Stand, stretch, and straighten. Take a deep breath.

Spread your arms out wide. Reach above your head. Grab your hands behind you. Bend to touch your toes. Go into a low squat or lunge. Open your hips and shoulders. Discover new ways to stretch your body.

Get to know your body and ranges of motion. Get to know your limits and then expand them. Open your joints; work your ranges of motion. Set the intention for your workouts to be rehabilitative.

Contract, squeeze, and activate. Squeeze your glutes and legs, lock out your arms, pull your shoulders back and down. Tighten, then loosen.

Move your body. Swing your arms and legs. Walk. Run. Jump. Leap. Bound. Dance. Push. Pull. Carry. Doesn’t it feel good to move your body? Enjoy every moment and every movement.

Roll your body, massage and release your fascia. Sink into tight spots and breathe.

Stretching and moving throughout your day is one of the easiest habits to develop, and with it you can change and heal the karma of your body.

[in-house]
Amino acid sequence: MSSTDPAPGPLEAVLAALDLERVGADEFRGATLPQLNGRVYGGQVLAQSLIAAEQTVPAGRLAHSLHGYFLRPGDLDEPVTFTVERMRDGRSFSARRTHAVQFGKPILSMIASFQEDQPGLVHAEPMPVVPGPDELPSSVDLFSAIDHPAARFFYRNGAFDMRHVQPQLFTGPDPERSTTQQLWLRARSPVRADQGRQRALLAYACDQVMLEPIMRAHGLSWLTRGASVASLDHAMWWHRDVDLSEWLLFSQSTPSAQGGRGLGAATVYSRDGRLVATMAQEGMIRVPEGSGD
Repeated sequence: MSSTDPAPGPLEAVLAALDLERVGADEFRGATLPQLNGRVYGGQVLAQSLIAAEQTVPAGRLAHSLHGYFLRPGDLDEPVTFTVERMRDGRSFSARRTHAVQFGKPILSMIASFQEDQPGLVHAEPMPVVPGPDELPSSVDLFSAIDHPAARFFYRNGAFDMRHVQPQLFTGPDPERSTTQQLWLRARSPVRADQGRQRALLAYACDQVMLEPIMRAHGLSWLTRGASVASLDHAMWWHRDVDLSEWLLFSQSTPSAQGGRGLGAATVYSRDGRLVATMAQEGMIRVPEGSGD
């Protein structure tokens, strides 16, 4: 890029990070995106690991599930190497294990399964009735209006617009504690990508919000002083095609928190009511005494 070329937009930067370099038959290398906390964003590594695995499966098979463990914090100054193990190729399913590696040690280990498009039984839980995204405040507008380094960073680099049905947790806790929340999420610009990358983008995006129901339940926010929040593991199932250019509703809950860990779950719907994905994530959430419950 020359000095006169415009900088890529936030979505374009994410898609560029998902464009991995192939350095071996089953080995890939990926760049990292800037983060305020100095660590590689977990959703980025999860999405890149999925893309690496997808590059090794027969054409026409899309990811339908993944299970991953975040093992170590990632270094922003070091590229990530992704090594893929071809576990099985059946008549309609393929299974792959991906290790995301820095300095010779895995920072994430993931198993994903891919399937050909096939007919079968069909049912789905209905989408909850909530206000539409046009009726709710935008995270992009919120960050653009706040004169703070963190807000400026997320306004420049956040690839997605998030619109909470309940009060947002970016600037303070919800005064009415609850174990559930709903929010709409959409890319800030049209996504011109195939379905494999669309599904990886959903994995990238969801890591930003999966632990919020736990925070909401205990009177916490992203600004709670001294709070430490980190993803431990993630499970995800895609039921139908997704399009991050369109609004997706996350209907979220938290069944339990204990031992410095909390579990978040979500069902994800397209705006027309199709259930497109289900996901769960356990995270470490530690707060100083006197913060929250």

Do your body and energy a service. Live a physical therapy life. Work with your body daily. Work on any ailments. Move and stretch throughout your day. Short stretches add up, and they might as well be meditative stretches.

In the process of writing the book and recording the audio, I suffered many aches and pains due to sitting for long hours. This practice became even more of a necessity, and it became a solution for not spending more time stretching after a workout, the same solution for days when I didn’t sit for a longer meditation – meditate throughout the day. Take little meditative moments, a breath here and there, working with your energy and state of being.

For more, check out The Body chapter and the processes on Meditative Stretching and Mobility in Meditative Fitness: The Art and Practice of the Workout, available in paperback, kindle, and on audio.

Photo by Esther Huynh,, @estherhuynh on IG


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